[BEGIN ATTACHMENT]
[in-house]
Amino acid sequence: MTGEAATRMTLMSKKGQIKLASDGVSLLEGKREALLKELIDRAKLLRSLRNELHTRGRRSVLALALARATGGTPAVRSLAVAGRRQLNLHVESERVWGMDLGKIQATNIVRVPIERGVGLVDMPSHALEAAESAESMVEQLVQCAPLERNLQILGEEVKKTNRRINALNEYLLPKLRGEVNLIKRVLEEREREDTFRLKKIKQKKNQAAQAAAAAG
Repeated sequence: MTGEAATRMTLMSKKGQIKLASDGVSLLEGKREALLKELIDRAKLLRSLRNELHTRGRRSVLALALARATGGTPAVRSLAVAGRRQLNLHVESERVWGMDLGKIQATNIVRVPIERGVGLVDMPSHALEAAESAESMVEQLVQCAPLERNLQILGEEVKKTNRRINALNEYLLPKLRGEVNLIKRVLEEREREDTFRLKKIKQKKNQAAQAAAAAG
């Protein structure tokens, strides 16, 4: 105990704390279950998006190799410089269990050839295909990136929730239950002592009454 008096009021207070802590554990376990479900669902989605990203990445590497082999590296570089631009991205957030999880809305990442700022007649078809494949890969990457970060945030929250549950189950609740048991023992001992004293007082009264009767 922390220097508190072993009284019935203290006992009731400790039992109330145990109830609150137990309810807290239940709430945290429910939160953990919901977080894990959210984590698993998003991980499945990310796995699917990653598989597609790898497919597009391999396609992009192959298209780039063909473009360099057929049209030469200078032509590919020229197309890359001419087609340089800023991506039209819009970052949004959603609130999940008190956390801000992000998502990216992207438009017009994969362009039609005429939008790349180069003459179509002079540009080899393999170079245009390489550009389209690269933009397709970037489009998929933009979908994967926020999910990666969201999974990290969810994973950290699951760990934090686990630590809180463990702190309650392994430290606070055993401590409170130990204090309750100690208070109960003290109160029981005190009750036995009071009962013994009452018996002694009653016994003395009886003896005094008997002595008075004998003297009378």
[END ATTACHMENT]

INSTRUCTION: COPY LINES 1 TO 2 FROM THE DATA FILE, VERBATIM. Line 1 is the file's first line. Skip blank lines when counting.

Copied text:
[in-house]
Amino acid sequence: MTGEAATRMTLMSKKGQIKLASDGVSLLEGKREALLKELIDRAKLLRSLRNELHTRGRRSVLALALARATGGTPAVRSLAVAGRRQLNLHVESERVWGMDLGKIQATNIVRVPIERGVGLVDMPSHALEAAESAESMVEQLVQCAPLERNLQILGEEVKKTNRRINALNEYLLPKLRGEVNLIKRVLEEREREDTFRLKKIKQKKNQAAQAAAAAG